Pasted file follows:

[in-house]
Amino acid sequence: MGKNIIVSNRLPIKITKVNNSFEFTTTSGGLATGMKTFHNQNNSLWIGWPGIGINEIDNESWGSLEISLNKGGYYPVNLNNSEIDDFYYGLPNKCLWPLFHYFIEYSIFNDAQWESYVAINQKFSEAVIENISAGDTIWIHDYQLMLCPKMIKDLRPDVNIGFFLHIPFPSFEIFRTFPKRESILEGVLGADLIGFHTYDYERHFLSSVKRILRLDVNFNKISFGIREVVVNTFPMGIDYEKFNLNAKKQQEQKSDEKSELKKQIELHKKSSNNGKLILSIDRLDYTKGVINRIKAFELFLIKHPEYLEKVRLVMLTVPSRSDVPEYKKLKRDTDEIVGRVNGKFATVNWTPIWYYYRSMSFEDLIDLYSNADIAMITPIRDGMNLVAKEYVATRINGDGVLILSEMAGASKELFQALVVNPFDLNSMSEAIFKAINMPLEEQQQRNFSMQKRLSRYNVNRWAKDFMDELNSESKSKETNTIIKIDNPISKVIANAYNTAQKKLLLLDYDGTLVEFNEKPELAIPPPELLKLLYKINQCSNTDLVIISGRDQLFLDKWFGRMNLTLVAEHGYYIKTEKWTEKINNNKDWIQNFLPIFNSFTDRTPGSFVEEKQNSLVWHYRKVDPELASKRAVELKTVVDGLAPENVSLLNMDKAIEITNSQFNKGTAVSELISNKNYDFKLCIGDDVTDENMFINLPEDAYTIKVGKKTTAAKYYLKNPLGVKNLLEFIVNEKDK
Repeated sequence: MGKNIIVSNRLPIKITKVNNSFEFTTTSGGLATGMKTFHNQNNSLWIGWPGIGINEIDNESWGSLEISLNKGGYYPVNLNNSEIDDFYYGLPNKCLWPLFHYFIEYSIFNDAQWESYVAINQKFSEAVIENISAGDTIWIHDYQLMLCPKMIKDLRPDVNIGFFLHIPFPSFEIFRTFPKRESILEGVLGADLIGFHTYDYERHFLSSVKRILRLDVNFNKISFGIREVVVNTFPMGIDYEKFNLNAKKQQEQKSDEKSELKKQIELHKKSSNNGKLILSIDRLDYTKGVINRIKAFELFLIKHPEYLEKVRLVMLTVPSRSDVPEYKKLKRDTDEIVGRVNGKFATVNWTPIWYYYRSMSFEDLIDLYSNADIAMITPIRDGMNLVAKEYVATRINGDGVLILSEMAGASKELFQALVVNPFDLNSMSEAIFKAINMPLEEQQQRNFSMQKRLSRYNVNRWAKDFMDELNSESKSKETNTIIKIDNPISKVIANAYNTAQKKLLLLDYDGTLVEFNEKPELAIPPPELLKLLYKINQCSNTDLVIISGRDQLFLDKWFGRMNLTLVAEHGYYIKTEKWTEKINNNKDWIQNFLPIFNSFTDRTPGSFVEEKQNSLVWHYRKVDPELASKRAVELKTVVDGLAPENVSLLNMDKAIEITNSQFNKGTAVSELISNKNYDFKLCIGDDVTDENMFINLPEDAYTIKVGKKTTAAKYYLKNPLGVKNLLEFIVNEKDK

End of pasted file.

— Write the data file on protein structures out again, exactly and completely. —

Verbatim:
[in-house]
Amino acid sequence: MGKNIIVSNRLPIKITKVNNSFEFTTTSGGLATGMKTFHNQNNSLWIGWPGIGINEIDNESWGSLEISLNKGGYYPVNLNNSEIDDFYYGLPNKCLWPLFHYFIEYSIFNDAQWESYVAINQKFSEAVIENISAGDTIWIHDYQLMLCPKMIKDLRPDVNIGFFLHIPFPSFEIFRTFPKRESILEGVLGADLIGFHTYDYERHFLSSVKRILRLDVNFNKISFGIREVVVNTFPMGIDYEKFNLNAKKQQEQKSDEKSELKKQIELHKKSSNNGKLILSIDRLDYTKGVINRIKAFELFLIKHPEYLEKVRLVMLTVPSRSDVPEYKKLKRDTDEIVGRVNGKFATVNWTPIWYYYRSMSFEDLIDLYSNADIAMITPIRDGMNLVAKEYVATRINGDGVLILSEMAGASKELFQALVVNPFDLNSMSEAIFKAINMPLEEQQQRNFSMQKRLSRYNVNRWAKDFMDELNSESKSKETNTIIKIDNPISKVIANAYNTAQKKLLLLDYDGTLVEFNEKPELAIPPPELLKLLYKINQCSNTDLVIISGRDQLFLDKWFGRMNLTLVAEHGYYIKTEKWTEKINNNKDWIQNFLPIFNSFTDRTPGSFVEEKQNSLVWHYRKVDPELASKRAVELKTVVDGLAPENVSLLNMDKAIEITNSQFNKGTAVSELISNKNYDFKLCIGDDVTDENMFINLPEDAYTIKVGKKTTAAKYYLKNPLGVKNLLEFIVNEKDK
Repeated sequence: MGKNIIVSNRLPIKITKVNNSFEFTTTSGGLATGMKTFHNQNNSLWIGWPGIGINEIDNESWGSLEISLNKGGYYPVNLNNSEIDDFYYGLPNKCLWPLFHYFIEYSIFNDAQWESYVAINQKFSEAVIENISAGDTIWIHDYQLMLCPKMIKDLRPDVNIGFFLHIPFPSFEIFRTFPKRESILEGVLGADLIGFHTYDYERHFLSSVKRILRLDVNFNKISFGIREVVVNTFPMGIDYEKFNLNAKKQQEQKSDEKSELKKQIELHKKSSNNGKLILSIDRLDYTKGVINRIKAFELFLIKHPEYLEKVRLVMLTVPSRSDVPEYKKLKRDTDEIVGRVNGKFATVNWTPIWYYYRSMSFEDLIDLYSNADIAMITPIRDGMNLVAKEYVATRINGDGVLILSEMAGASKELFQALVVNPFDLNSMSEAIFKAINMPLEEQQQRNFSMQKRLSRYNVNRWAKDFMDELNSESKSKETNTIIKIDNPISKVIANAYNTAQKKLLLLDYDGTLVEFNEKPELAIPPPELLKLLYKINQCSNTDLVIISGRDQLFLDKWFGRMNLTLVAEHGYYIKTEKWTEKINNNKDWIQNFLPIFNSFTDRTPGSFVEEKQNSLVWHYRKVDPELASKRAVELKTVVDGLAPENVSLLNMDKAIEITNSQFNKGTAVSELISNKNYDFKLCIGDDVTDENMFINLPEDAYTIKVGKKTTAAKYYLKNPLGVKNLLEFIVNEKDK